Imagine you’re a student. You’re offered a free lottery ticket with the chance to win a 15 euro book token. You’re shown the ticket, and you notice the number on it. Then you’re given the chance to swap that ticket for a different one. In return for swapping tickets, you’ll get a free gift – a pen embossed with your university’s name. Would you agree to exchange the tickets or not?
When students at Tilburg University in the Netherlands were given this choice only 56 per cent of them went for it, even though their chances of winning the book token were the same and so they might as well have had the free pen.”
Perhaps you’re thinking it was the lousy gift that explained their reaction. Couldn’t the researchers have tempted the students with a slightly more enticing freebie? Maybe, but that’s not the issue. The important detail here is that the students were shown the number on the original lottery ticket. This meant that having swapped their original ticket for another, if the number on the original was drawn out of the hat, they would know they’d made the wrong decision.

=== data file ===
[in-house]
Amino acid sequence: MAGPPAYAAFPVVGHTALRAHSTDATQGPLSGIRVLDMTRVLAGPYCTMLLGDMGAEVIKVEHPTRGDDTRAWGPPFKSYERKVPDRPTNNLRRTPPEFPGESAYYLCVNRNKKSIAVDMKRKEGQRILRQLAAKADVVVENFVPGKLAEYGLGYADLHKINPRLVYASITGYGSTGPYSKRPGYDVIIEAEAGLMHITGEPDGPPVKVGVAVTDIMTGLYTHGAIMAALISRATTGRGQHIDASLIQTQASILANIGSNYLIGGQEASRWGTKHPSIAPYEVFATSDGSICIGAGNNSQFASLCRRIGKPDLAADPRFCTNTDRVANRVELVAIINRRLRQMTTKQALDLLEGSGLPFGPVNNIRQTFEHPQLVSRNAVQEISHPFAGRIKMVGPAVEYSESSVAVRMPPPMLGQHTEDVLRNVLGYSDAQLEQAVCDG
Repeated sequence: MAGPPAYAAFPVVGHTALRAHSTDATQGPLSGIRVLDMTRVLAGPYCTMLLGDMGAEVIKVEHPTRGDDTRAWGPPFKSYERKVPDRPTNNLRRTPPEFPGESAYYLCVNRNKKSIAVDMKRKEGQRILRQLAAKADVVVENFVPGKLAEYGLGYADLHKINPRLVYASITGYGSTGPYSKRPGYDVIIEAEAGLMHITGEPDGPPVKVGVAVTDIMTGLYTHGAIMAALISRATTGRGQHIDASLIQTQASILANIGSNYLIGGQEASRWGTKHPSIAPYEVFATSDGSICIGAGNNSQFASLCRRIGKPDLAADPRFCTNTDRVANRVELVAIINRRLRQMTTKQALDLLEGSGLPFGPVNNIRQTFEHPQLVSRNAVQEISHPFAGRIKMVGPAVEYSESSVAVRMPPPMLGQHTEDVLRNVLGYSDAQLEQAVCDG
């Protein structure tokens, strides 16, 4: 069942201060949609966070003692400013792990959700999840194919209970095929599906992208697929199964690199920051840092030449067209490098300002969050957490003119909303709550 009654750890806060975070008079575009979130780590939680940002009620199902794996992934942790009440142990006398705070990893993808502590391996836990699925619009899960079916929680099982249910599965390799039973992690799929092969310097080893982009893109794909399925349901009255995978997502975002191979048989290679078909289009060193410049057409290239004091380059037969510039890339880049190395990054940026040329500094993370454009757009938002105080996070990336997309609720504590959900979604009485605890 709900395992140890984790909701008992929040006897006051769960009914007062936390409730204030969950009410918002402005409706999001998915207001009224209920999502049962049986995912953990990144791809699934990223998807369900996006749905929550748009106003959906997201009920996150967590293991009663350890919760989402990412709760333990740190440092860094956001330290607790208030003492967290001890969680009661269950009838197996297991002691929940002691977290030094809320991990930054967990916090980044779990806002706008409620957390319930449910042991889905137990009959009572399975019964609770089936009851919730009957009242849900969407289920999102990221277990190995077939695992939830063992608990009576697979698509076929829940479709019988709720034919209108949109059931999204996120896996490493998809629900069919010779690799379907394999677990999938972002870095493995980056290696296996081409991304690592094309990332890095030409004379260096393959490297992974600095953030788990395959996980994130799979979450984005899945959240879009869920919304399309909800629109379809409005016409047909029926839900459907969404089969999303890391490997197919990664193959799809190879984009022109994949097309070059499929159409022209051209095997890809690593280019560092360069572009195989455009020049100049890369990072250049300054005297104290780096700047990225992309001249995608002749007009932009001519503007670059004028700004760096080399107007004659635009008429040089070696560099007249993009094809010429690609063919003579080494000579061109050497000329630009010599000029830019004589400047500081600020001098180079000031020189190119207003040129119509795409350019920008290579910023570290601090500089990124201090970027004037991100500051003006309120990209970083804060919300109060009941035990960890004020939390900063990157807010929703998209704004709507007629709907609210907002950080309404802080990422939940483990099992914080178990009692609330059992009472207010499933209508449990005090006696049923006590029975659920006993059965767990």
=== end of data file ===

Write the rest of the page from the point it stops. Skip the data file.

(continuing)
That said, if you live in the Netherlands, some lottery organisers are one step ahead. In a fiendish example of the exploitation of regret aversion, they’ve designed a lottery in which everyone’s unique postcode is automatically entered into the draw. Although you can only win if you’ve paid for a ticket, in any given week you can look up to see whether you’d have won, if only you had bothered to enter.